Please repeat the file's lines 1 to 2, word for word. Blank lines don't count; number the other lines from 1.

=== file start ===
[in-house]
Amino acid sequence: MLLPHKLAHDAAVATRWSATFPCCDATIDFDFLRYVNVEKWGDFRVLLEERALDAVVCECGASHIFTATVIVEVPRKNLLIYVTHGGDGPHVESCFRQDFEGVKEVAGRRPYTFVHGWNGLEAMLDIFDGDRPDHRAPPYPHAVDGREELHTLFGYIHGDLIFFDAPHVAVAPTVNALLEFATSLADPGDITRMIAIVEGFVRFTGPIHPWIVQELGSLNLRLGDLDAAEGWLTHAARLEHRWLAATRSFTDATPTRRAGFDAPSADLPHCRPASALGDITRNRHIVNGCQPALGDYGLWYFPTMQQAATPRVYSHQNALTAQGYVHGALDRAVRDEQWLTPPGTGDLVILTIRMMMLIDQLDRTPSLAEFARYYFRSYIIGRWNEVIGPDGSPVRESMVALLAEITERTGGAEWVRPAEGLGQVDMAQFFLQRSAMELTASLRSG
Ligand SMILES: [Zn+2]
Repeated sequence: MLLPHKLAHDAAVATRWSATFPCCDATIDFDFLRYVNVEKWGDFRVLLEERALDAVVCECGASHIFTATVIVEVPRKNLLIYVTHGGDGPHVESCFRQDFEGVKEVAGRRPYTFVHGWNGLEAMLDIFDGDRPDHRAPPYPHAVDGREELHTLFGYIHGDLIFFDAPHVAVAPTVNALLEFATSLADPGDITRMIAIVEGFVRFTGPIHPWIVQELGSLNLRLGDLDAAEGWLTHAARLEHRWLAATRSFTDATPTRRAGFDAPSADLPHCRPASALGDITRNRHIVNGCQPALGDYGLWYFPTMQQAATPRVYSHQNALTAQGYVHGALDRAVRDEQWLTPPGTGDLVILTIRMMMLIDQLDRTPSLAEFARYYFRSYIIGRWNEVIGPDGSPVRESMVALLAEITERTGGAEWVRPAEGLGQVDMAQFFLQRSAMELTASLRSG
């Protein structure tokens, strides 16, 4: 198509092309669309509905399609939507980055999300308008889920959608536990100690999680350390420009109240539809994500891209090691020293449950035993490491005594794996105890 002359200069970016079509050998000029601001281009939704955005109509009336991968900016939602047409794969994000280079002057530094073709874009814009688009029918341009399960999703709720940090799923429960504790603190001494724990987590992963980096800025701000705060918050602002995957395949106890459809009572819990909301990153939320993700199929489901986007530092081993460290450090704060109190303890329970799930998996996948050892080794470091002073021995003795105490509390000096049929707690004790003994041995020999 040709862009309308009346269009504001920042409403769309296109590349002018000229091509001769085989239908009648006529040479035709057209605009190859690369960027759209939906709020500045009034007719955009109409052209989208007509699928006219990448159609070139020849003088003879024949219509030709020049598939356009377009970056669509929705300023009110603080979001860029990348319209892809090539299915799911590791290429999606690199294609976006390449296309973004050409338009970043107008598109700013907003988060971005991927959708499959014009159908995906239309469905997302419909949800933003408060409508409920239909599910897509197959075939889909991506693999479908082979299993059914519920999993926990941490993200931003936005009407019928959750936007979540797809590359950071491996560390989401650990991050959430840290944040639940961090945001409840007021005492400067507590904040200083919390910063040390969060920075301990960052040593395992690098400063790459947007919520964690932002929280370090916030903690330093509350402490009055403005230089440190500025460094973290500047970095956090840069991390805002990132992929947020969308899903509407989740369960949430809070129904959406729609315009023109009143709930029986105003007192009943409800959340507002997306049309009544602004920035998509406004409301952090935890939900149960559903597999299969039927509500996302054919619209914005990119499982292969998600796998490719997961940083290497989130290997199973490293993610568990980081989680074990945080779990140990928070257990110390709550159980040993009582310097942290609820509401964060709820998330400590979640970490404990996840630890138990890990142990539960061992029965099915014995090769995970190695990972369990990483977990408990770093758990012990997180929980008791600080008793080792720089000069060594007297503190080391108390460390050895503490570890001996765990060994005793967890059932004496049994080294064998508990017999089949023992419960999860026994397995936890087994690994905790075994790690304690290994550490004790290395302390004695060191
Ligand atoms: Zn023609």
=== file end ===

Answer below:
[in-house]
Amino acid sequence: MLLPHKLAHDAAVATRWSATFPCCDATIDFDFLRYVNVEKWGDFRVLLEERALDAVVCECGASHIFTATVIVEVPRKNLLIYVTHGGDGPHVESCFRQDFEGVKEVAGRRPYTFVHGWNGLEAMLDIFDGDRPDHRAPPYPHAVDGREELHTLFGYIHGDLIFFDAPHVAVAPTVNALLEFATSLADPGDITRMIAIVEGFVRFTGPIHPWIVQELGSLNLRLGDLDAAEGWLTHAARLEHRWLAATRSFTDATPTRRAGFDAPSADLPHCRPASALGDITRNRHIVNGCQPALGDYGLWYFPTMQQAATPRVYSHQNALTAQGYVHGALDRAVRDEQWLTPPGTGDLVILTIRMMMLIDQLDRTPSLAEFARYYFRSYIIGRWNEVIGPDGSPVRESMVALLAEITERTGGAEWVRPAEGLGQVDMAQFFLQRSAMELTASLRSG